Adjusted mean of metabolic parameters, body fat percentage and body mass index and adjusted Odd ratio of depression and metabolic risk factors by quartile of magnesium intake after controlling confounding factors are shown in Table 3. Adjusted mean of HDL was significantly higher with increasing quartile of magnesium intake (p for trend = 0.006). In addition, adjusted mean of waist circumference, body fat percentage, and body mass index were significantly lower with increasing quartile of magnesium intake (p for trend < 0.001). The adjusted mean of systolic blood pressure was marginal linear trend with quartile of magnesium intake (p for trend < 0.089). The adjusted mean of triglyceride and diastolic blood pressure was not significantly linear trend with quartile of magnesium intake, but the adjusted mean of triglyceride and diastolic blood pressure were lower with increasing quartile of magnesium intake (p for trend < 0.120). The odds of depression, central obesity, high body fat percentage, and high body mass index were significantly lower with increasing quartile of magnesium intake (p for trend <0.005). Although the odds of low HDL and metabolic syndrome was not significantly linear trend with quartile of magnesium intake, the odds of low HDL and metabolic syndrome were lower with increasing quartile of magnesium intake (p for trend < 0.165). In addition, adjusted mean of metabolic parameters, body fat percentage and body mass index and adjusted Odd ratio of depression and metabolic risk factors was not significantly correlated with levels of serum magnesium.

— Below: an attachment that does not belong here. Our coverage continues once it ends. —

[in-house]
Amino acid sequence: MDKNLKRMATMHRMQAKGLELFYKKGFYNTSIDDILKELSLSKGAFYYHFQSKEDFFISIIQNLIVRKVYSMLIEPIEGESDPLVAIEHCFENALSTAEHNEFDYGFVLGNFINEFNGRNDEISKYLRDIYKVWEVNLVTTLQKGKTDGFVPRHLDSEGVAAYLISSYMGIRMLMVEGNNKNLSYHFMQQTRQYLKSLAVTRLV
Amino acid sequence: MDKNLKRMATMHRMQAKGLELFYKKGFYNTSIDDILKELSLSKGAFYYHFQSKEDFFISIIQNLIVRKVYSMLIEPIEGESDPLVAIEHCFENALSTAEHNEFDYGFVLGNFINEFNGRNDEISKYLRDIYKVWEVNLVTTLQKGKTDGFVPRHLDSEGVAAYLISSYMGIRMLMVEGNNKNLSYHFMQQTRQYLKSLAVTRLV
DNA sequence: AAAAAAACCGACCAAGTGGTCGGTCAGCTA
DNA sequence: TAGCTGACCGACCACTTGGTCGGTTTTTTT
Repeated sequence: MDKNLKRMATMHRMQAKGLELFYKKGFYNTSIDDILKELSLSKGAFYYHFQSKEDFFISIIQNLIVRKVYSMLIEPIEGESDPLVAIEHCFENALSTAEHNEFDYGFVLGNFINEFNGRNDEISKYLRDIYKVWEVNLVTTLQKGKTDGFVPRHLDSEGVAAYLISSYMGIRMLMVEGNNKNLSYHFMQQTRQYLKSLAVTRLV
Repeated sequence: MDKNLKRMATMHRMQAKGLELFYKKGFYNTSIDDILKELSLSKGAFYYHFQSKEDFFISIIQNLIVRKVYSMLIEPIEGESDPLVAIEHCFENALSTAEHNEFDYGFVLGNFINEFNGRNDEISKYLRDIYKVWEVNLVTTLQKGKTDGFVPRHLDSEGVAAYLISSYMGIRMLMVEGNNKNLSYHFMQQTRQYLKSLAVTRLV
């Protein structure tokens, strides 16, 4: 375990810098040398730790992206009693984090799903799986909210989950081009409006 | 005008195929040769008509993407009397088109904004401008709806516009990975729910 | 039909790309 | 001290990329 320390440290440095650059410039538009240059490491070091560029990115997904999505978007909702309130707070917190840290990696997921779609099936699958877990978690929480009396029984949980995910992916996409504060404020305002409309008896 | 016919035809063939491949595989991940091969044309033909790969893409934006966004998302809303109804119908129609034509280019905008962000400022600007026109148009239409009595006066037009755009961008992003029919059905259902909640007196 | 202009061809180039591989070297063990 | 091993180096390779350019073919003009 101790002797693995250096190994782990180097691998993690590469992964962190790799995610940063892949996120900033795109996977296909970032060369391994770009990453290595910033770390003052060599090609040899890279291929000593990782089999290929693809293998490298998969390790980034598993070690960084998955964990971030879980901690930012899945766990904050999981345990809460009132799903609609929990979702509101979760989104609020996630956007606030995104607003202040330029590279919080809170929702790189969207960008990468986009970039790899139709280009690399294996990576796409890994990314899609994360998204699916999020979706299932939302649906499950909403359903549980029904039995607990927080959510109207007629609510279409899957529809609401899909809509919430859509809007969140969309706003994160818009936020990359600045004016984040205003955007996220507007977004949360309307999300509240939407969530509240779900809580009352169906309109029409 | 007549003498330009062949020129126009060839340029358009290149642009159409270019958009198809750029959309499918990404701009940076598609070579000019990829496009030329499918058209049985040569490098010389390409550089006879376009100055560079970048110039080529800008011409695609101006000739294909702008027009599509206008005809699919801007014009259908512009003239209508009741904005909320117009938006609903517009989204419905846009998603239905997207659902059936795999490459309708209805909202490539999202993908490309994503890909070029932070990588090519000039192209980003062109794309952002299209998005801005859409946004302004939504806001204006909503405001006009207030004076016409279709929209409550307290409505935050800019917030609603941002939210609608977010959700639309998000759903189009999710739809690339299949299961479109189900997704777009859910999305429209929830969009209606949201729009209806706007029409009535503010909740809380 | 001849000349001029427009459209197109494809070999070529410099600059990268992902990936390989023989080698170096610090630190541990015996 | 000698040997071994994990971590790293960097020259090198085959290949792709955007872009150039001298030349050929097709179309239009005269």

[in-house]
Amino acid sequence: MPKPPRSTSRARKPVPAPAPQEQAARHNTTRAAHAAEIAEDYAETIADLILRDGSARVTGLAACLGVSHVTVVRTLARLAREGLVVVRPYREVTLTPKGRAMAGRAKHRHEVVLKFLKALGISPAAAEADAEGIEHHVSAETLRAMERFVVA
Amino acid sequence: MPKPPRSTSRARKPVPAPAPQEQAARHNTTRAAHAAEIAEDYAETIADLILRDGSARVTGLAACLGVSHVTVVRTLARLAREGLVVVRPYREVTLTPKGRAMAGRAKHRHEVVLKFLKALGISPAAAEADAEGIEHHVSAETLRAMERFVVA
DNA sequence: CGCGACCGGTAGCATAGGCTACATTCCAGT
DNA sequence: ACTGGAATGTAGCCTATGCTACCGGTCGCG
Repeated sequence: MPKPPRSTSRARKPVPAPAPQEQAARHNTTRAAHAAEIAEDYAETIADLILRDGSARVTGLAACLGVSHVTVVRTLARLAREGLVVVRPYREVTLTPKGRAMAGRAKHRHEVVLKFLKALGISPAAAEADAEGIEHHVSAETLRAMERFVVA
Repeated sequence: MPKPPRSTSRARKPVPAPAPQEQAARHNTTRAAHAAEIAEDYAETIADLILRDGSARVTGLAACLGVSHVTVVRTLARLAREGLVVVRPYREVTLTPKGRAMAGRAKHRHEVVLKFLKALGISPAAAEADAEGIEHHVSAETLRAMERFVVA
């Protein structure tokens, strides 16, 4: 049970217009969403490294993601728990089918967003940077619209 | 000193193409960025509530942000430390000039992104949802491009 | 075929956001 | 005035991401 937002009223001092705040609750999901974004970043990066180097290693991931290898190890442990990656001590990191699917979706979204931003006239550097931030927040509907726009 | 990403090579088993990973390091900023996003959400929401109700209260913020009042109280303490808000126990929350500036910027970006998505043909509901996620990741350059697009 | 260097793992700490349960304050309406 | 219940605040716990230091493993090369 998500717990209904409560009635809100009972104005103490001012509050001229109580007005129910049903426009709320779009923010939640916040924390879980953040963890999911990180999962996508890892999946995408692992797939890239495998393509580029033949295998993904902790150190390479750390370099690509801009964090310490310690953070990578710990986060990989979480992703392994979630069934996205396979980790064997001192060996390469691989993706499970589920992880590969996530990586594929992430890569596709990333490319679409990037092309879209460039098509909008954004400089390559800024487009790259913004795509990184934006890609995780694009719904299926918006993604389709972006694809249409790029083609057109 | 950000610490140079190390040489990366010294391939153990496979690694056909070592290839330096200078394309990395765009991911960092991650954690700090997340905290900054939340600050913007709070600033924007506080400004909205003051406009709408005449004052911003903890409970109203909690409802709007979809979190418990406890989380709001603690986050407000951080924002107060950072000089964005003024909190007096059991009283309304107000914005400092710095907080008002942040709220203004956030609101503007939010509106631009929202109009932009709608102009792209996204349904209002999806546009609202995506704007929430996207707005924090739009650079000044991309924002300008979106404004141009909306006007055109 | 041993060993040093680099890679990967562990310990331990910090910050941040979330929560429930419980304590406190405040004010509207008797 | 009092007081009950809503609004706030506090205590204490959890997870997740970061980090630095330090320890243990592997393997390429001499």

Table 3. Adjusted mean of metabolic parameters, body fat percentage and body mass index and adjusted Odd ratio of depression and metabolic risk factors by quartile of Mg intake
Discussion

Our data suggest that (1) the majority of elderly type 2 diabetes patients may have low magnesium intake; (2) about one-third of elderly diabetes patients had hypomagnesaemia; (3) low magnesium intake was associated with metabolic abnormalities and depression; (4) magnesium intake was related to high physical activity level and demonstrated lower serum magnesium levels. However, serum magnesium was not significantly associated with metabolic parameters.